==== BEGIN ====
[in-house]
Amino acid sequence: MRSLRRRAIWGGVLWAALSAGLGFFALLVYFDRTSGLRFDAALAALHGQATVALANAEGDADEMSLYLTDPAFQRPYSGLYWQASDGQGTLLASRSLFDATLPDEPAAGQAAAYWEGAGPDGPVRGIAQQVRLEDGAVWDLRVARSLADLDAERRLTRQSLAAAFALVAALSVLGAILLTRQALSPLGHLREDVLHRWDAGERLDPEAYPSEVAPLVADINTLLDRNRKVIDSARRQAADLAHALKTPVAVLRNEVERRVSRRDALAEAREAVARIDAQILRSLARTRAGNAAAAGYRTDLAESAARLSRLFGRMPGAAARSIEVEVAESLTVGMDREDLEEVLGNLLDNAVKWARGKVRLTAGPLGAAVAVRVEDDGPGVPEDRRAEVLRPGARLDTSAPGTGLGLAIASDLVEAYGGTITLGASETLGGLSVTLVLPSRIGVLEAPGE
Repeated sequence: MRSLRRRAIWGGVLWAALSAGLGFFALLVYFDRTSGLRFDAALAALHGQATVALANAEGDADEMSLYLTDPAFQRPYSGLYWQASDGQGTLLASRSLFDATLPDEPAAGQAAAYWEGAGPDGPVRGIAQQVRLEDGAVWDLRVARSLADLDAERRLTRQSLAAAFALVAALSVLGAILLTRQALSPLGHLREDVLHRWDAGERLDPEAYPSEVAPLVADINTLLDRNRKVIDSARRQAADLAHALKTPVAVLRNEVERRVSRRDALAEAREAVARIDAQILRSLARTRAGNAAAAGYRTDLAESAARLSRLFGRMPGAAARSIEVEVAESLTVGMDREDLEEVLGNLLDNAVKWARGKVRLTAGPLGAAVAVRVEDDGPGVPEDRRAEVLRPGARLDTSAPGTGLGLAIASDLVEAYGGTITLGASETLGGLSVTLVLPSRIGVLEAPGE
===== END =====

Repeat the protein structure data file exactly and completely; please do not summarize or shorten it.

[in-house]
Amino acid sequence: MRSLRRRAIWGGVLWAALSAGLGFFALLVYFDRTSGLRFDAALAALHGQATVALANAEGDADEMSLYLTDPAFQRPYSGLYWQASDGQGTLLASRSLFDATLPDEPAAGQAAAYWEGAGPDGPVRGIAQQVRLEDGAVWDLRVARSLADLDAERRLTRQSLAAAFALVAALSVLGAILLTRQALSPLGHLREDVLHRWDAGERLDPEAYPSEVAPLVADINTLLDRNRKVIDSARRQAADLAHALKTPVAVLRNEVERRVSRRDALAEAREAVARIDAQILRSLARTRAGNAAAAGYRTDLAESAARLSRLFGRMPGAAARSIEVEVAESLTVGMDREDLEEVLGNLLDNAVKWARGKVRLTAGPLGAAVAVRVEDDGPGVPEDRRAEVLRPGARLDTSAPGTGLGLAIASDLVEAYGGTITLGASETLGGLSVTLVLPSRIGVLEAPGE
Repeated sequence: MRSLRRRAIWGGVLWAALSAGLGFFALLVYFDRTSGLRFDAALAALHGQATVALANAEGDADEMSLYLTDPAFQRPYSGLYWQASDGQGTLLASRSLFDATLPDEPAAGQAAAYWEGAGPDGPVRGIAQQVRLEDGAVWDLRVARSLADLDAERRLTRQSLAAAFALVAALSVLGAILLTRQALSPLGHLREDVLHRWDAGERLDPEAYPSEVAPLVADINTLLDRNRKVIDSARRQAADLAHALKTPVAVLRNEVERRVSRRDALAEAREAVARIDAQILRSLARTRAGNAAAAGYRTDLAESAARLSRLFGRMPGAAARSIEVEVAESLTVGMDREDLEEVLGNLLDNAVKWARGKVRLTAGPLGAAVAVRVEDDGPGVPEDRRAEVLRPGARLDTSAPGTGLGLAIASDLVEAYGGTITLGASETLGGLSVTLVLPSRIGVLEAPGE